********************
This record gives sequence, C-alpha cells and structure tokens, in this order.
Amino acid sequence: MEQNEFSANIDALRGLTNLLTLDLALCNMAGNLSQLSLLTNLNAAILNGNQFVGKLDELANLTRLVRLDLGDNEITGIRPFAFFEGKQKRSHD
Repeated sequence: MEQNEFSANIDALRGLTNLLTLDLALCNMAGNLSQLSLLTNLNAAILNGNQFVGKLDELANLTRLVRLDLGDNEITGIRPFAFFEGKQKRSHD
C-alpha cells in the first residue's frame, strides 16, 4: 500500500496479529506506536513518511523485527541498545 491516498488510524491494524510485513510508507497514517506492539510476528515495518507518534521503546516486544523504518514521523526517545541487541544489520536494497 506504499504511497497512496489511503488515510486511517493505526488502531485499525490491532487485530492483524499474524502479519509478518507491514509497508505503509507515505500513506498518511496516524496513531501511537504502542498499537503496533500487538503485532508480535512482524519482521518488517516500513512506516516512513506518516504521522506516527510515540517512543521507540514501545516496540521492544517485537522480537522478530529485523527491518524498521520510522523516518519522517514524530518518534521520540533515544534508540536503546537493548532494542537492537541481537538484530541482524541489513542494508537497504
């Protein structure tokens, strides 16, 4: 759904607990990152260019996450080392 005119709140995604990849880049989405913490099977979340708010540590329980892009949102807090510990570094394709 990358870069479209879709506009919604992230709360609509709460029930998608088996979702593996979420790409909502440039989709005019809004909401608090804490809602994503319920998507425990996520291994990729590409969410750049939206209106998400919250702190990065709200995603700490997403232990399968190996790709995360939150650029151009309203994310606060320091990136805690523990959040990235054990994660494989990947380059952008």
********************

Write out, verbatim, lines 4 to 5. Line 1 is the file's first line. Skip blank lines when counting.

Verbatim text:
C-alpha cells in the first residue's frame, strides 16, 4: 500500500496479529506506536513518511523485527541498545 491516498488510524491494524510485513510508507497514517506492539510476528515495518507518534521503546516486544523504518514521523526517545541487541544489520536494497 506504499504511497497512496489511503488515510486511517493505526488502531485499525490491532487485530492483524499474524502479519509478518507491514509497508505503509507515505500513506498518511496516524496513531501511537504502542498499537503496533500487538503485532508480535512482524519482521518488517516500513512506516516512513506518516504521522506516527510515540517512543521507540514501545516496540521492544517485537522480537522478530529485523527491518524498521520510522523516518519522517514524530518518534521520540533515544534508540536503546537493548532494542537492537541481537538484530541482524541489513542494508537497504
């Protein structure tokens, strides 16, 4: 759904607990990152260019996450080392 005119709140995604990849880049989405913490099977979340708010540590329980892009949102807090510990570094394709 990358870069479209879709506009919604992230709360609509709460029930998608088996979702593996979420790409909502440039989709005019809004909401608090804490809602994503319920998507425990996520291994990729590409969410750049939206209106998400919250702190990065709200995603700490997403232990399968190996790709995360939150650029151009309203994310606060320091990136805690523990959040990235054990994660494989990947380059952008």